By Debbie James

Capturing energy produced from cooling milk is generating an income for a Welsh dairy farm and reducing its electricity costs.

Jackie Mountford and her sons, Gary and Stuart, milk 200 cows at Lower Heldre, a 350-acre holding near Buttington, Welshpool.

Upgrading the bulk tank became a priority to capitalise on the free transport incentive offered by their milk buyer, Arla, for every-other-day collection.

But the family has gone a step beyond increasing capacity – they invested in a system that would not only allow energy to be reused on the farm but would provide an income from the Renewable Heat Incentive (RHI).

Their Xchanger, a glycol chiller that transfers heat captured from the milk during cooling and increases the temperature into usable heat, creates energy to heat water and buildings and pays their business 9.5p for every kilowatt hour of that energy used on the farm.

Milk is chilled to between 3-4C before it enters the 16,000 litre milk tank compared to 20C under the previous system.

“Our old tank had to overwork to drop the temperature from such a high point, it would be running for six to seven hours a day. Now it only runs for an hour during milking,’’ Stuart explains.

With milk cooling and water heating accounting for the biggest proportion of energy use on dairy farms – AHDB Dairy estimates that the average dairy farm uses between 200kWh and 400kWh of electricity per cow per year – Stuart says the savings are potentially significant.

“The unit has only been installed for a month so we don’t know what the actual savings will be but we know that it uses about a third of the energy it takes to run an older DX system. Not only that but we get the Renewable Heat Incentive tariff too.’’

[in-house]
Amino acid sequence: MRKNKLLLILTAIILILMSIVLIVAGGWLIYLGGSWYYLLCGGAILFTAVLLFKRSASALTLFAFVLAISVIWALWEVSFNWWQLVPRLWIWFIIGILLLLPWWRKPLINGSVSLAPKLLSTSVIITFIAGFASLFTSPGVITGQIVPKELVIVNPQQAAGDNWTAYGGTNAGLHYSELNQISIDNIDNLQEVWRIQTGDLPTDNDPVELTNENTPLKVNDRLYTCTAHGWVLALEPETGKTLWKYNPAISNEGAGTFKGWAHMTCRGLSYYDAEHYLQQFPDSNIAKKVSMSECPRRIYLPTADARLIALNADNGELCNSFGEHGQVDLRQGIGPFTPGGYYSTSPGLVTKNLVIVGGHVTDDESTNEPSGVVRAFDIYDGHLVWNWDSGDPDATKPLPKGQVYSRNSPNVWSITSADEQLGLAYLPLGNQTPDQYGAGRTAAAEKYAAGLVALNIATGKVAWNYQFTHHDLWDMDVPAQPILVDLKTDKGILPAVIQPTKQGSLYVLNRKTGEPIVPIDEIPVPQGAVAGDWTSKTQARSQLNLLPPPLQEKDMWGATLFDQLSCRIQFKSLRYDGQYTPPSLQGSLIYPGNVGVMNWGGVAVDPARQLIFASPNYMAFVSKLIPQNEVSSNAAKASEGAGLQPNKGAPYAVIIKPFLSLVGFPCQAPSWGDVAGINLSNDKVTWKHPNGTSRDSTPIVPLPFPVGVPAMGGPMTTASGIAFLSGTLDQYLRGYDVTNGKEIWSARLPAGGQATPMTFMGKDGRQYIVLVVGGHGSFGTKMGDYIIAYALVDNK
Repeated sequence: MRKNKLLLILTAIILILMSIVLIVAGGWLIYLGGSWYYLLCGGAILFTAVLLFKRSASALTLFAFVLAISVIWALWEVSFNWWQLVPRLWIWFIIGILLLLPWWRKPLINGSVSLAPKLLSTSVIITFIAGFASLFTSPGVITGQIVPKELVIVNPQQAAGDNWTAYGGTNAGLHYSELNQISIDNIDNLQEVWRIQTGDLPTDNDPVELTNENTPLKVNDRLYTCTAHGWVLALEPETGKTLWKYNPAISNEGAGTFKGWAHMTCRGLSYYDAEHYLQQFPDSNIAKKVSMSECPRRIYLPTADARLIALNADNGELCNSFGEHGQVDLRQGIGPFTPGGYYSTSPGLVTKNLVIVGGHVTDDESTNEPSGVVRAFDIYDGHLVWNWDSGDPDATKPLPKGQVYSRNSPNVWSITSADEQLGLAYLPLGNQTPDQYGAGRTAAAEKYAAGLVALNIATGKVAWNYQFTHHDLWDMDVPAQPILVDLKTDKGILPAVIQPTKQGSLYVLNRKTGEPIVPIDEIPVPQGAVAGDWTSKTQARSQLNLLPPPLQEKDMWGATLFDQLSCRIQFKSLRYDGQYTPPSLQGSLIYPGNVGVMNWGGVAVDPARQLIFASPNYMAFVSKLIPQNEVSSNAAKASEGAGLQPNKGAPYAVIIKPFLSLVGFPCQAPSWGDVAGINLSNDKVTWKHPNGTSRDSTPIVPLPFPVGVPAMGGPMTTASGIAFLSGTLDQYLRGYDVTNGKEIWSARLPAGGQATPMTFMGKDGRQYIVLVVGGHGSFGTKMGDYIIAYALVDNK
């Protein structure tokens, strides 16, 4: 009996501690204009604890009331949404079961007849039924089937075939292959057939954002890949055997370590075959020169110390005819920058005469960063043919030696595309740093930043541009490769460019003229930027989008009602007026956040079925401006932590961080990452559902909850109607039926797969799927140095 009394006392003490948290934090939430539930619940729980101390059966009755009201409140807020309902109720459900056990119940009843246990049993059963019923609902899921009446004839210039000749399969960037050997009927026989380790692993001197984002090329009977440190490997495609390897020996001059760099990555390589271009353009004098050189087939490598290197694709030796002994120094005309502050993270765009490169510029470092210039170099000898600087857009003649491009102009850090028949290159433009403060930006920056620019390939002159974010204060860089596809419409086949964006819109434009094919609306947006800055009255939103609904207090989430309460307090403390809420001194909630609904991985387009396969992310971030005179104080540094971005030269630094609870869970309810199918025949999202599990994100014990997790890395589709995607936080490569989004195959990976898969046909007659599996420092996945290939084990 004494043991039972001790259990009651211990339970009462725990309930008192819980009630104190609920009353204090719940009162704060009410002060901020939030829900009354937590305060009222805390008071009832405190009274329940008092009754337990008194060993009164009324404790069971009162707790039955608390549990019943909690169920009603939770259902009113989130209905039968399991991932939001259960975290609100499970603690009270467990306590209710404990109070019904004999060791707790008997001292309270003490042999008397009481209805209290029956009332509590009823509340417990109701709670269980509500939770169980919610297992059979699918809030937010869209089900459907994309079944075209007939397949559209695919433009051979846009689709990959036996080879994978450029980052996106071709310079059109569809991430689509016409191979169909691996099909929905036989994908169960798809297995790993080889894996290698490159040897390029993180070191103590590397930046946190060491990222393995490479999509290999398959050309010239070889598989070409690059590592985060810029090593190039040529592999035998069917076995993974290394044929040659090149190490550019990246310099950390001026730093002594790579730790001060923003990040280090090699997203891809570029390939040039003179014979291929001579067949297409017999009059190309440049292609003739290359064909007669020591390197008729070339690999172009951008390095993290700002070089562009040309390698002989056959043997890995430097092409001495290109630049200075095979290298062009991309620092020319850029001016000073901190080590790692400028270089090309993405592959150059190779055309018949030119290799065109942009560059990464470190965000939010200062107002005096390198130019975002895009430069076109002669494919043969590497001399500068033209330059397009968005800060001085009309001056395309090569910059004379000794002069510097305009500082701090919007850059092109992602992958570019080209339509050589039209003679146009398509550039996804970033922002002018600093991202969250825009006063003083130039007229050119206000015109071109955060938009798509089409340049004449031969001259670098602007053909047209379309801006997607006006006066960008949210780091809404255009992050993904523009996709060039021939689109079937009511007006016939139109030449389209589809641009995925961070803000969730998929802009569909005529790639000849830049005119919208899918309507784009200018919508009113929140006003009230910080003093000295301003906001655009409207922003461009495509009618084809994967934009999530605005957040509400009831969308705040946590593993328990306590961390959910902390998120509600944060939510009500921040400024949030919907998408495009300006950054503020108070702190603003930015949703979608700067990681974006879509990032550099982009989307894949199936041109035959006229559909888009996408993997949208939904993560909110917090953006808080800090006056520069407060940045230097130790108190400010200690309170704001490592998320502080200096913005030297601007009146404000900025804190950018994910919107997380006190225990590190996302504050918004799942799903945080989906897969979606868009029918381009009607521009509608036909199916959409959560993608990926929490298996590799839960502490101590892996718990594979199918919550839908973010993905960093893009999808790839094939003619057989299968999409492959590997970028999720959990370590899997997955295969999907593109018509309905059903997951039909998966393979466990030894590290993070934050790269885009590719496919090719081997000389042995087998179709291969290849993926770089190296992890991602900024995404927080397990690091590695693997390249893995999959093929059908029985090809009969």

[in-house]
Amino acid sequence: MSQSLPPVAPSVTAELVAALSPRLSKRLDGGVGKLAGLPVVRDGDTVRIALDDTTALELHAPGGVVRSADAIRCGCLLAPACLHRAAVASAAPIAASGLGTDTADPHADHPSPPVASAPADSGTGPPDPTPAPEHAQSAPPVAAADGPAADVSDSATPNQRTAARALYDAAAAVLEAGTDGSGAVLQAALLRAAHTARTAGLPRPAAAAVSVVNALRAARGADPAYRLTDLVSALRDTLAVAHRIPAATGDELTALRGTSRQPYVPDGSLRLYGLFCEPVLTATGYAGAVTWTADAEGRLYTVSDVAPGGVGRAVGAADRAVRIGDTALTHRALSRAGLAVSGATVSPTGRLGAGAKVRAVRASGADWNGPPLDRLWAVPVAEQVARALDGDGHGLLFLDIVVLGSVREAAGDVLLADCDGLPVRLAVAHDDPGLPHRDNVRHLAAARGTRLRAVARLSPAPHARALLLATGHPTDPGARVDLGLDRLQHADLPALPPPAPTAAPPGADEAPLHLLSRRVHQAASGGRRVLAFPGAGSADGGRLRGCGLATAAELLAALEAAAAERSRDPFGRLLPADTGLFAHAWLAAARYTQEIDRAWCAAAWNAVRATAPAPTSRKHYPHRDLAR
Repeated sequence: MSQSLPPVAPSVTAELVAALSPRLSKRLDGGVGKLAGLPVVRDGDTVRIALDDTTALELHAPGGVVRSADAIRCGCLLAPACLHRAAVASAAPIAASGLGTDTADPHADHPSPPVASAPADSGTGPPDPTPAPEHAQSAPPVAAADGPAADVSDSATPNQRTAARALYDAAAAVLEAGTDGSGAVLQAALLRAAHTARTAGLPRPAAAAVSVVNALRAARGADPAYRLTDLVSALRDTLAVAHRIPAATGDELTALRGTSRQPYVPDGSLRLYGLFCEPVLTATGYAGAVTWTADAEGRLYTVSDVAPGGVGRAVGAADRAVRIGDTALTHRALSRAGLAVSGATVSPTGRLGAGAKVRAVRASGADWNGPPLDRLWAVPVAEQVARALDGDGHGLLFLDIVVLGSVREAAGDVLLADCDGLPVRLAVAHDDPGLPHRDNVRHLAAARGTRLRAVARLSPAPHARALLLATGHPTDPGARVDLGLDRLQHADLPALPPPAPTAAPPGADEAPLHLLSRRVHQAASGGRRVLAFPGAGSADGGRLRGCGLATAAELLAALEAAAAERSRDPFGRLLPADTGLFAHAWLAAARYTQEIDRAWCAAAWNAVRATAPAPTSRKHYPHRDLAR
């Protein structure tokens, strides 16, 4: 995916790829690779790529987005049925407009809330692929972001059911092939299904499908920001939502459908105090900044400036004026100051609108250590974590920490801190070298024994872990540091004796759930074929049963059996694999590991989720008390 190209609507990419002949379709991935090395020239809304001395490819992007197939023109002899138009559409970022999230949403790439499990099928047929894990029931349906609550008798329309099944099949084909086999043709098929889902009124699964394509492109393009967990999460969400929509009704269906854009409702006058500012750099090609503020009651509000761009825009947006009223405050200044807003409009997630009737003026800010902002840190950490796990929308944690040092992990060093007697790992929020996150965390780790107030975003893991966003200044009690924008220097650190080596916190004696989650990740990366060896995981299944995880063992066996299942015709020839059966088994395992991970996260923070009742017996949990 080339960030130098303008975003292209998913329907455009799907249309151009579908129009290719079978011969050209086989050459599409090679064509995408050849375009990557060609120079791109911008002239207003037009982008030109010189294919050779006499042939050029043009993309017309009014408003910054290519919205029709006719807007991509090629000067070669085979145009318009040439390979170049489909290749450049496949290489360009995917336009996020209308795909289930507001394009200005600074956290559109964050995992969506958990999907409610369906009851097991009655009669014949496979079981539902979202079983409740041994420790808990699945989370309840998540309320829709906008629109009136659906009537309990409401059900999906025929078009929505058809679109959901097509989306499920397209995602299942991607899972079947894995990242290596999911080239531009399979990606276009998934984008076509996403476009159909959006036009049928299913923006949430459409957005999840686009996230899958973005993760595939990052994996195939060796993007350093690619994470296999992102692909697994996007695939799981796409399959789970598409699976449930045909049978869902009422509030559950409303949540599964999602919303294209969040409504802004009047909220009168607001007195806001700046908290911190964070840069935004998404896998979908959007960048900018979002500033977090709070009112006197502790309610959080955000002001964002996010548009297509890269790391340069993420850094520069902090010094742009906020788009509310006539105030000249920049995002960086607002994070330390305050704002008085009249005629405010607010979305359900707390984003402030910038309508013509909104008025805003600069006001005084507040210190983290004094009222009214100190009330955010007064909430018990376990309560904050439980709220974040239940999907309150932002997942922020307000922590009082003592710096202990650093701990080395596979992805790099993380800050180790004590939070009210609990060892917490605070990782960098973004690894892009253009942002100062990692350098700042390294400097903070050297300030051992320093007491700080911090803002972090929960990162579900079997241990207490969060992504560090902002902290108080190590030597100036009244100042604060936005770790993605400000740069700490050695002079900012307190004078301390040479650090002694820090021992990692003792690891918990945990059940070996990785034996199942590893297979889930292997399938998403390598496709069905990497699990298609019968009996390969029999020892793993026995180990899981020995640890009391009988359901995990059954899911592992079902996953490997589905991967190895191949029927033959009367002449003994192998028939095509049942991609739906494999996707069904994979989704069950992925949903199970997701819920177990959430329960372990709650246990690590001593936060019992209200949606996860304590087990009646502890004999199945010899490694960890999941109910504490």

The Mountfords reckon the system will pay for itself in under five years, which includes the £6,000 a year they were paying to have their milk collected every day.

It is not the first renewable energy system on the farm – there is an 80kW biomass boiler which heats the farmhouse and the milking parlour and there are solar panels on the parlour roof.

But there is one notable advantage with the Xchanger says Jackie. “You have to feed wood into the biomass boiler but with the chilling system the milk is always there.’’

The family has been farming at Lower Heldre since 1955, initially beef and sheep but converting to dairy in 1993.

Jackie’s late husband, George, who passed away in 2007, had always had a hankering to milk cows so they took the plunge, stocking the farm initially with 100 cows and installing a secondhand 9:18 direct-to-line herringbone parlour. Five years ago they upgraded to a 24:48 rapid exit Dairymaster parlour.

The Mountfords run a flying herd and have increased cow numbers to 200.

“We buy from trusted sources at Beeston or Shrewsbury markets or from genuine herd dispersals,’’ says Stuart.

A new development this year has been the use of sexed semen – 50 heifers have been inseminated and will calve this year.

The herd, which calves all year around, also produces Belgian Blue cross calves which are sold at Shrewsbury market.

The herd currently yields an average of 8,500 litres of milk at 4% butterfat and 3.25% protein with concentrates fed to a maximum of 8kg in the parlour.

The family aims to gradually grow cow numbers to 300 and has retained their original 7,000 litre milk tank to cope with additional volume.

The milk price was falling when they committed to their new system but took a long-term view on its benefits to the business.

Ross Collison, of Shropshire-based XChanger, whose father, a dairy farmer, established the business, says milk cooling has become a major issue in the dairy sector.

“The milk price has been volatile so farmers have just added to equipment rather than replacing it so systems are now creaking at the joints.’’